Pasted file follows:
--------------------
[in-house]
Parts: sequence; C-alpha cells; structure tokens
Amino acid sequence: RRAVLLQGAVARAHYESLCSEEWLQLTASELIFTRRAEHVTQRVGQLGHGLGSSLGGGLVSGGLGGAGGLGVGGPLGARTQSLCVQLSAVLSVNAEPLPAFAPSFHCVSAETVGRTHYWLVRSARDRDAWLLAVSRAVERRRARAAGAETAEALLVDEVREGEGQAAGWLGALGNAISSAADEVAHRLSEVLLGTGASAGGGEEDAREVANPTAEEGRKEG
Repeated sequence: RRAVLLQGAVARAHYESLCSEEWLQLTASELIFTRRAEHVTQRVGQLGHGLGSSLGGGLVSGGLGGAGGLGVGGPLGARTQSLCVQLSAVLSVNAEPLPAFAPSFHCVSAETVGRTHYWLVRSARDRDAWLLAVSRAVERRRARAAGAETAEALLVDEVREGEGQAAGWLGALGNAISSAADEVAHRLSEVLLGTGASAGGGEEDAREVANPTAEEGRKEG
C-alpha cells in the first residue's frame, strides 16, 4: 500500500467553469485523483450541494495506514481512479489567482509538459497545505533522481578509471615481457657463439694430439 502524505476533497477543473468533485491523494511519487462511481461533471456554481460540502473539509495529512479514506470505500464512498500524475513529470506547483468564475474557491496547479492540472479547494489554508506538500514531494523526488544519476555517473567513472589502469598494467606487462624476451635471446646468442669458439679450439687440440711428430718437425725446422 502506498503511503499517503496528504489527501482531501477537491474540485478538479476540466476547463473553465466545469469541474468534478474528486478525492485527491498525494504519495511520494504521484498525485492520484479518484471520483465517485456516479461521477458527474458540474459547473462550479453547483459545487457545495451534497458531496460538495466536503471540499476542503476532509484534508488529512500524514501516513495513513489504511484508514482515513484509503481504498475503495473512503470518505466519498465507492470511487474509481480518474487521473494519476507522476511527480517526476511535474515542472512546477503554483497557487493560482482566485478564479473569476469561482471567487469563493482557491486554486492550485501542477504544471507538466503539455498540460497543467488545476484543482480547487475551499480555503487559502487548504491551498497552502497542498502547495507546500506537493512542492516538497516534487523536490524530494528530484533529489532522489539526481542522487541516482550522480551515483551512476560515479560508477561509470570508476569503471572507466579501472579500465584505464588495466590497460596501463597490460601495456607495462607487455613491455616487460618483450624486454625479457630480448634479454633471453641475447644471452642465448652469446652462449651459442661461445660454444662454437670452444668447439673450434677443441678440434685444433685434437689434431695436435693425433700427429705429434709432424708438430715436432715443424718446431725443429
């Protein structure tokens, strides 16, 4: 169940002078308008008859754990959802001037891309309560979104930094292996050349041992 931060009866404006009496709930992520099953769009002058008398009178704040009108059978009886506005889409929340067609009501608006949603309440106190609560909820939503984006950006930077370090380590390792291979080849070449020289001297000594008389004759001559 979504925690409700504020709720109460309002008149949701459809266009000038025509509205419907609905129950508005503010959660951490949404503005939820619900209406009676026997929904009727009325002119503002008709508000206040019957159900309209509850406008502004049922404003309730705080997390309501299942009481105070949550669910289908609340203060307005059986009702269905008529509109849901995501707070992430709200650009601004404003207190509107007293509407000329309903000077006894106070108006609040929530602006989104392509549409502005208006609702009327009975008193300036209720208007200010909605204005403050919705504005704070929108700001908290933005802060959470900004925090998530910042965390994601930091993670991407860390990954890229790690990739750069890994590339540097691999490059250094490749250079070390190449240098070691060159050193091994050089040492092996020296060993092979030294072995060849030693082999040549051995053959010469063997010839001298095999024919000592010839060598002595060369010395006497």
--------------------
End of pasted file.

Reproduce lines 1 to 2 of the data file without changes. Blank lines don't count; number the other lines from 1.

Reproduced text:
[in-house]
Parts: sequence; C-alpha cells; structure tokens